lieve it, as it does not come as direct as my previous information, and there have been no late arrivals reported. I have information from a gentleman from New Orleans that the enemy have nineteen war vessels of different kinds at New Orleans, two at Donaldsonville, one at Plaquemine, and the Essex and two steam sloops of war at Baton Rouge. It is reliably reported that there are not more than 2,000 men left in New Orleans and that Major-General Banks is sick; also that 800 men have been sent from Baton Rouge to Plaquemine, and that there are one regiment of infantry and one company of cavalry at West Baton Rouge. I have had no direct information lately from the city. General Sibley communicated with me yesterday from Rosedale. He asks me for re-enforcements of infantry and cavalry. I shall be obliged to keep my cavalry on the west side of the river.
I have concluded to establish a general hospital at Woodville, if it meets the general's approbation, on account of the difficulty of transportation to Magnolia. No wagons can be had in the country. I can have river transportation to Bayou Sara and thence by a good railroad to Woodville.
The work at this post is progressing well. Nothing else to report.
I am, sir, very respectfully, your obedient servant,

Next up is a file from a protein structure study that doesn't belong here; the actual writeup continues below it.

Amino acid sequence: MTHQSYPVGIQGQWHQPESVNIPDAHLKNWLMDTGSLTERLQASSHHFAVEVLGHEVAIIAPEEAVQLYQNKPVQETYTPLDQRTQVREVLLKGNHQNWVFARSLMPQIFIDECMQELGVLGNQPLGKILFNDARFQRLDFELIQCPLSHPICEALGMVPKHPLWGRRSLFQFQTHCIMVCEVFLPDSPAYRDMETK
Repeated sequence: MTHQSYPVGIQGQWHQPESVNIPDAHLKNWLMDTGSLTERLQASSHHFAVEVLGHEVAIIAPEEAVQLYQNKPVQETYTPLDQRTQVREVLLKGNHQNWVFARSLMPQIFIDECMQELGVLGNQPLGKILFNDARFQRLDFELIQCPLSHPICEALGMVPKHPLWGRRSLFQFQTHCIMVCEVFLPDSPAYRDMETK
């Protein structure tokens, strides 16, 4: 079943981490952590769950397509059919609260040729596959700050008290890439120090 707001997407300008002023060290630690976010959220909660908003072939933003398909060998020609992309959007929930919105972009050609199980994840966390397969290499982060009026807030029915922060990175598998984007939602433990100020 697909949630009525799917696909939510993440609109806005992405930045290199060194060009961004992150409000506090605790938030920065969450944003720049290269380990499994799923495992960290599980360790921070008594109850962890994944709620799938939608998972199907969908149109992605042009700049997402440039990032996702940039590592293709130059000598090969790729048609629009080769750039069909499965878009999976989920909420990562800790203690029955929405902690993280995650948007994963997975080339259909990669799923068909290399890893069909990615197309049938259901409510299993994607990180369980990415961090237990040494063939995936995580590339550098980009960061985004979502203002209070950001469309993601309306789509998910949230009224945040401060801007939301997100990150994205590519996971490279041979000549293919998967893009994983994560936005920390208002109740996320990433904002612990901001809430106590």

INSPECTOR GENERAL'S OFFICE,
Jackson, Miss., January 12, 1863.
General J. E. JOHNSTON,
Commanding, & c., Jackson, Miss.:
GENERAL: Your order to inspect the troops and defenses at Port Hudson, La., under the immediate command of Major-General Gardner, having been complied with, I have the honor to submit the following report:
To Lieutenant-Colonel Harvie, assistant inspector general, was assigned the special duty of verifying the muster rolls, noting deficiencies, general conduct, & c., of the troops; herewith is inclosed his report in full,* the most prominent feature of which, namely, lack of discipline and instruction among the troops, with the very general inefficiency of the officers of the command, I would particularly direct your attention.
The several batteries upon the bold river front, extending over a mile, are very formidable, both from their commanding position and number and character of the guns in position, except perhaps the two 32-pounders under the bluff called the Water Battery. The location of the seventeen guns is good throughout, but I consider the defenses of the river defective from the fact that all the magazines are placed so immediately upon the bank and built so high above it as to render probable the destruction of each and all of them by the shells of the enemy. This defect has presented itself to General Gardner so that if time be allowed it will be remedied.
Lieutenant-Colonel Smith, formerly an officer of the U. S. navy, afterward a colonel commanding a regiment of Louisiana Volunteers in the Army of the West, has been charged with the immediate command of all the heavy batteries by order of General Gardner. The selection of
* Not found.